But why can they not just read the textbook? you may ask.
Because it doesn’t engage them, there’s no intrinsic motivation. And, because it’s hard to tie “read this textbook material” to a grade, there’s no extrinsic motivation either.
Other reasons include a lack of foundational science knowledge, unfamiliarity with equipment and materials, cognitive overload, and time management issues. Together, these factors coalesce into fear and anxiety of chemistry, which can be challenging for instructors to fully understand.
Students who struggle with preparation have confessed that their nervousness affects their desire to prepare for lab. There's a lot of fear among students. We hear it from instructors all the time. They're afraid to look stupid. They're afraid to break things. They're afraid of burning themselves. Textbooks and recitations aren’t helping students overcome those fears.
A University of Western Australia study reported that, “High anxiety has been found to negatively impact academic success, which could also lead to an increase in other negative feelings. Therefore, knowing what students are anxious about is a good first step in developing tailored interventions to further reduce negative feelings about the chemistry laboratory.”1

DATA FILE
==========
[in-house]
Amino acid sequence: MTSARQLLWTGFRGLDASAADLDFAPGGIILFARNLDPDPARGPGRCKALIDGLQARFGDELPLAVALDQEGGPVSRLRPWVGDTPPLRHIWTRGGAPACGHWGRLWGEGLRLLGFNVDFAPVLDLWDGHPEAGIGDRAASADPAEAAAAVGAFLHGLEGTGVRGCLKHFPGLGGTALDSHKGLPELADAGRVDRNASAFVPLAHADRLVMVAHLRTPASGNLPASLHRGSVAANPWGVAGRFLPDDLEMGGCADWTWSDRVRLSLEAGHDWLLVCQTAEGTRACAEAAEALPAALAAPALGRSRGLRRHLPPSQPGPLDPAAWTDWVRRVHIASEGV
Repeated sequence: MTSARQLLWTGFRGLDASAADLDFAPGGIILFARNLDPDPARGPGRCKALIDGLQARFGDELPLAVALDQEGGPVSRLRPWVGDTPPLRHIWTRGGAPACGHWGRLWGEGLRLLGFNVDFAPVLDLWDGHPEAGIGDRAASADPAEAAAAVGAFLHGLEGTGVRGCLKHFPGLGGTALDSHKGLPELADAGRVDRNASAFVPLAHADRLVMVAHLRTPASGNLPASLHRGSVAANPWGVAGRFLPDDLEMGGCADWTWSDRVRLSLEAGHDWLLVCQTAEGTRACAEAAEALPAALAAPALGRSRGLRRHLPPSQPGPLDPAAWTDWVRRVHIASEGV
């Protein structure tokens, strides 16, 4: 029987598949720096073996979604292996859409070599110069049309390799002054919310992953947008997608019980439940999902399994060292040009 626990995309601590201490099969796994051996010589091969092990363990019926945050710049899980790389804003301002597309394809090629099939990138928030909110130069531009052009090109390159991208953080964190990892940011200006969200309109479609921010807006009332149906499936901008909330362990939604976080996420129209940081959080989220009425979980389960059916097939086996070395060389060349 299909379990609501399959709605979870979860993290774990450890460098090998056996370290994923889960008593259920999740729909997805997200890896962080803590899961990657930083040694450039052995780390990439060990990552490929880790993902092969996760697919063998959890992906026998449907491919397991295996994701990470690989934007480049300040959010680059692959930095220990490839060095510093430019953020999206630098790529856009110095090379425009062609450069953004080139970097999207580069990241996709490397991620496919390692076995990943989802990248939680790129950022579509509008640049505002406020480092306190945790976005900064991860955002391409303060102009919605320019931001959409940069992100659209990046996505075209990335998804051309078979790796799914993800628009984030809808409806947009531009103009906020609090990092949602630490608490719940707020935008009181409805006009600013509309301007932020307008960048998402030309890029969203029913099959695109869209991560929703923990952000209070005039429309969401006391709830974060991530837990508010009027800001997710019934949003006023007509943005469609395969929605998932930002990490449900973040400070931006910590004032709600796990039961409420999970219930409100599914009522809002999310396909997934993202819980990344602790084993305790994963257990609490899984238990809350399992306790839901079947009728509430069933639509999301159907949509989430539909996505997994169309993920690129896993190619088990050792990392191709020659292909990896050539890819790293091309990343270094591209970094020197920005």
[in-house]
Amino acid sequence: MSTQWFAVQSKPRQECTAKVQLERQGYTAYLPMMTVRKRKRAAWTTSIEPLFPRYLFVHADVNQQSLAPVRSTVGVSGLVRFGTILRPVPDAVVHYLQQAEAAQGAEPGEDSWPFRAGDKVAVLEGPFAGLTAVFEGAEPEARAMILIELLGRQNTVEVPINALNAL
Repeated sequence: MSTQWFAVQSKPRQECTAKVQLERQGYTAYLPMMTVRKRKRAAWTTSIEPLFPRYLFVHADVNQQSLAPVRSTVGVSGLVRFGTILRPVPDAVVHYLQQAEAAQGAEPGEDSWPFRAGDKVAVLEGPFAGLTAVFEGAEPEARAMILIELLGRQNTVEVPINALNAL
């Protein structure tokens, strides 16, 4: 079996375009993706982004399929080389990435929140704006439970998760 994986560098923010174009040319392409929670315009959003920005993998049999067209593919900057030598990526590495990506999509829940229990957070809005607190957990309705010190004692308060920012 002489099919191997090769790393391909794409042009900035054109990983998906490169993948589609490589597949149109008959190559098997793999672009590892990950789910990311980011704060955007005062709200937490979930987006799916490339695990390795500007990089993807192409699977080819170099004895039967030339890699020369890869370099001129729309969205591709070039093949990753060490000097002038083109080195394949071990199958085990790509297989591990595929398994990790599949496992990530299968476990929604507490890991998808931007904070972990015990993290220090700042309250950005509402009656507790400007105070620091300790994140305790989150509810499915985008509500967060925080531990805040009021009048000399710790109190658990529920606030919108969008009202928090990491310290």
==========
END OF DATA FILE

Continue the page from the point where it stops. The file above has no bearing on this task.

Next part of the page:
So, a key question is: how can students be empowered and prepared for the real lab so they’re not as afraid?
Understanding Undergrad Student Motivation
College students are motivated by a few key external and internal factors: grades, feedback, and self-confidence.
It isn’t surprising that grades are a basic external motivating factor for the majority of college students. After all, grades are the way that success is measured in an academic setting. While educators can debate whether that's a good thing or a bad thing, students place value on grades. They understand the give and take of graded assignments and recognize their importance. However, grades alone are not as effective as they are when paired with proper feedback.